More Fiber M&A: Earthlink Buys Deltacom!

October 1st, 2010 by · 5 Comments

Geez, the deals just keep rolling in.  I had speculated several times this year about who might buy itcd, but while I was right they were for sale my thoughts as to the buyer turned out to be way off the mark!  Today, Earthlink (NASDAQ:ELNK, news, filings) announced its intention to purchase the southeastern CLEC for $3.00 per share.  Including net debt, the total purchase price therefore is $516M.  That’s an enterprise value of 4.7 times adjusted EBITDA, which seems reasonable at first glance.  Deltacom doesn’t focus much on its metro fiber and has never traded at the higher multiples of this sector.

Deltacom comes with 35 metro rings and 16,400 total route miles of fiber across 14 states.  Their revenue is running at about $440M annually at its current run-rate, with adjusted EBITDA margins of around 20%.  In the past year, the former has been falling while the latter has been rising, as the company has churned off some lower margin revenue.   They tend to serve smaller businesses by reselling the ILEC’s last mile via colocations in central offices.  They have some 32,000 customers across their footprint.

So what is Earthlink up to?  They’ll combine the Deltacom assets with their existing New Edge Networks business of course.  But this is the first time the ISP has delved in actual fiber.  Whether it was dialup, DSL, or wireless MVNO, they have mostly sold other people’s infrastructure.  Only in their municipal wifi foray did they get their hands dirty somewhat, and that didn’t turn out so well.  Lately they have been doing little more than turning their existing businesses into cash as their modem customers continue to dwindle, albeit quite profitably and intelligently.

But now… Does this move suggest that Earthlink has a new plan for the future?  Might they take more of that cash and put it into fiber?  Ought we be considering them when other metro and intercity fiber assets come up for sale?  Hmmm….

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Categories: Mergers and Acquisitions · Metro fiber

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5 Comments So Far

  • carlkj says:

    Cheap enough to have had a customer of a competitor turn most of its lights out and outsource to the competitor?

  • en_ron_hubbard says:

    Rob– I just posted the below over at the XO board

    This a.m. EarthLink announced they had a deal to acquire ITC Deltacom (ITCD) at an enterprise value of $516 million. ITCD is a CLEC with fiber in the Southeast states, serving SME’s mostly through leased facilities and has been stagnant in terms of revenue for as long as I can remember. Total revenue for the six months ended 6/10 were $222 million compared to $240 million in the same period last year– a 7.5% decline YOY. Some value metrics:

    — The headline price equates to a 5.8 times EBITDA multiple– $89 million in LTM EBITDA
    — The estimate provided for synergies (cost savings) was $20 million. This represents 12.5% of ITCD’s run rate SG&A
    — Post synergies the deal represents a 4.7 EBITDA multiple
    — The revenue multiple is 1.2 times
    — ITCD is running at an EBITDA margin of 20%
    — ITCD is running FCF breakeven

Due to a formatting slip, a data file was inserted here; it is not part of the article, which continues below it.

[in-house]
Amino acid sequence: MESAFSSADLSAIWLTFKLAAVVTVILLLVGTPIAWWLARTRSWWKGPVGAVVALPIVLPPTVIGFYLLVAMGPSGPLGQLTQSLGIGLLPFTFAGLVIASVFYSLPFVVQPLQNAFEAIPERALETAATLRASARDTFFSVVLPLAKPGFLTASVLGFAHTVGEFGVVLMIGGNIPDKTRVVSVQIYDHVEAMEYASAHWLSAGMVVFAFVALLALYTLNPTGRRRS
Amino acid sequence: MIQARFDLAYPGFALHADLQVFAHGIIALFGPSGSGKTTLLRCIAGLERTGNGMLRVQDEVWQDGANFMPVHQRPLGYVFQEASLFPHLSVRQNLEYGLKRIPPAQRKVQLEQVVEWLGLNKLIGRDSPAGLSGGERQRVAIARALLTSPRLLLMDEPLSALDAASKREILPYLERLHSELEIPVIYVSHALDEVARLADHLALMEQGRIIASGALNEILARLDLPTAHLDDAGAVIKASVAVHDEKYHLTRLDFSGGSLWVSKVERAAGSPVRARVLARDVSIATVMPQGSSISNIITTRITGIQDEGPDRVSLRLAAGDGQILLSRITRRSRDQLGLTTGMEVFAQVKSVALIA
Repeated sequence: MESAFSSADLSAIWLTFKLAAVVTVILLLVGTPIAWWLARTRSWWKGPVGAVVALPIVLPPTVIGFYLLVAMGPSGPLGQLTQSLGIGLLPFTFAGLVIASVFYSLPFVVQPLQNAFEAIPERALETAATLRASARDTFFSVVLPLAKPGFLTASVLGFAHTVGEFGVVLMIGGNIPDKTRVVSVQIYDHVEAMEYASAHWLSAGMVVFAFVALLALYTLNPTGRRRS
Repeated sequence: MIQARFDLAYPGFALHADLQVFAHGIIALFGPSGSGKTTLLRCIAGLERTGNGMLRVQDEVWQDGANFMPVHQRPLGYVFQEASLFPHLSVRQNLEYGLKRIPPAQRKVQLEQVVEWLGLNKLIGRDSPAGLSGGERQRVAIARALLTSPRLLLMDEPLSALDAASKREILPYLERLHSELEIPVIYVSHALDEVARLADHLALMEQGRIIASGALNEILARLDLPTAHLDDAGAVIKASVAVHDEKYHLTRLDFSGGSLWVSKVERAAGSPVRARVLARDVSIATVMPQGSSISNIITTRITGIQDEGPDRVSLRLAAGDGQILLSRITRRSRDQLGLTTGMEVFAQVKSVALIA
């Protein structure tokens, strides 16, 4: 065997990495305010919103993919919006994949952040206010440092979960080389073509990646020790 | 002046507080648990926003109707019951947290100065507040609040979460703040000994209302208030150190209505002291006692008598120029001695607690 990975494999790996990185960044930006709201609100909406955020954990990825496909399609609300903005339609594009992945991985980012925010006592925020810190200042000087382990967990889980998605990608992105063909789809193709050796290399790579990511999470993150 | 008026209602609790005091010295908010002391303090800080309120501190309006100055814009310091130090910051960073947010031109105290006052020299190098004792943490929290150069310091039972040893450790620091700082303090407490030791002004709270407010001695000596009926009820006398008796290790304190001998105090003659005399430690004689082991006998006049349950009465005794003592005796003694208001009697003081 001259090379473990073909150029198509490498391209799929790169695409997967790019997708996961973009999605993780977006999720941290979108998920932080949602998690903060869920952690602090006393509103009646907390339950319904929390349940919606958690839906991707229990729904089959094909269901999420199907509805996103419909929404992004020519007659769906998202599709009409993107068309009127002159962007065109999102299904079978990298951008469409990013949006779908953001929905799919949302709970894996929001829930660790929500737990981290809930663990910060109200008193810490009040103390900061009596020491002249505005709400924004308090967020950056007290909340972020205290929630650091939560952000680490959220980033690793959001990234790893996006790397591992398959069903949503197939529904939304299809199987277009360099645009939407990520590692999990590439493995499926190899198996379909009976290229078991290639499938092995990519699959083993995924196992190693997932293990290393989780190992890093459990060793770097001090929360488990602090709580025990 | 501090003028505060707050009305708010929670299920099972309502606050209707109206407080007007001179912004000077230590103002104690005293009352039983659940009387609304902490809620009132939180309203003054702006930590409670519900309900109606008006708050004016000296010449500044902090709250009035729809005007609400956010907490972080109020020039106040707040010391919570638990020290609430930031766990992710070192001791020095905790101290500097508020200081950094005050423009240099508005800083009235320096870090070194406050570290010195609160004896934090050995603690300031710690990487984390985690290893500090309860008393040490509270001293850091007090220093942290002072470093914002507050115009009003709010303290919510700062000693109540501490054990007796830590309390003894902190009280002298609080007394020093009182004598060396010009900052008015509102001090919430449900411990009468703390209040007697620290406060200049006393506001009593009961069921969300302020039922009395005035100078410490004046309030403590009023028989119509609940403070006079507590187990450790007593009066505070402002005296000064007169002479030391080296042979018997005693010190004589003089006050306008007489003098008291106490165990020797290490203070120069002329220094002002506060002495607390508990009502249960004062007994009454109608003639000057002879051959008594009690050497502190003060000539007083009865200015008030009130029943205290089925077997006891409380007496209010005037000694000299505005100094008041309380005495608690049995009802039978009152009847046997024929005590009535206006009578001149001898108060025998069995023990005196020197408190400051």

Now what might this imply for XO. Some thoughts below:

    — The acquiror here is not another CLEC so cost savings (12.5% of SG&A) are probably (far) lower that could be achieved if XO were sold to another large scale operator
    — XO’s EBITDA margins at 10.5% are way lower than ITCD suggesting again more upside for any acquiror
    — XO’s revenues are not declining at a 7.5% annual clip– and that will have been a huge factor in the price ITCD got

    If we want to do a calculation of what this might imply for XO’s value in the market I will assume the following:

    — An acquiror would project cost synergies equal to 20% of XO’s SG&A. This equals $100 million
    — XO would get a premium to the price ITCD achieved. XO has greater scale, revenues are NOT declining, and there is more room for upside in operations (XO has a pathetic 10.5% EBITDA margin)

    Using a 5.5 multiple of post synergy EBITDA gets you to an enterprise value of $1.43 billion which translates to a fully diluted value per share of $2.08. A more optimistic comparison (and probably less justified) would be to use a 1.2 multiple of revenue– that gets you to a comparable price of $2.70 per share.

    This is all back of envelope stuff but I do think it has some value– a crappy, shrinking CLEC business just got sold at a price that suggests XO’s value is arguably $2.00+ per share. It’s probably worth holding on.

  • anon says:

    I agree with your back of the envelope logic however you cant overlook XO’s churn at 2.5-3% per month & the capex it takes to keep the business at break-even. That’s the real issue with the CLEC business model – ie it’s difficult to grow sales to overtake churn. Margin compression & churn are the CLEC’s greatest threats/challenges, as you know.

    • en_ron_hubbard says:

      anon– agreed but the churn is captured in the gross revenue trend and CapX is captured in their FCF #’s. XO is not by any means knocking the ball out the park (bloop singles if that) but they are doing OK compared to ITCD which seems to be a balloon with a small hole.

  • XO Volume says:

    What’s going on with XO today? Nearly 2 million shares have traded hands in two hours. That’s more than the last 5 months combined.

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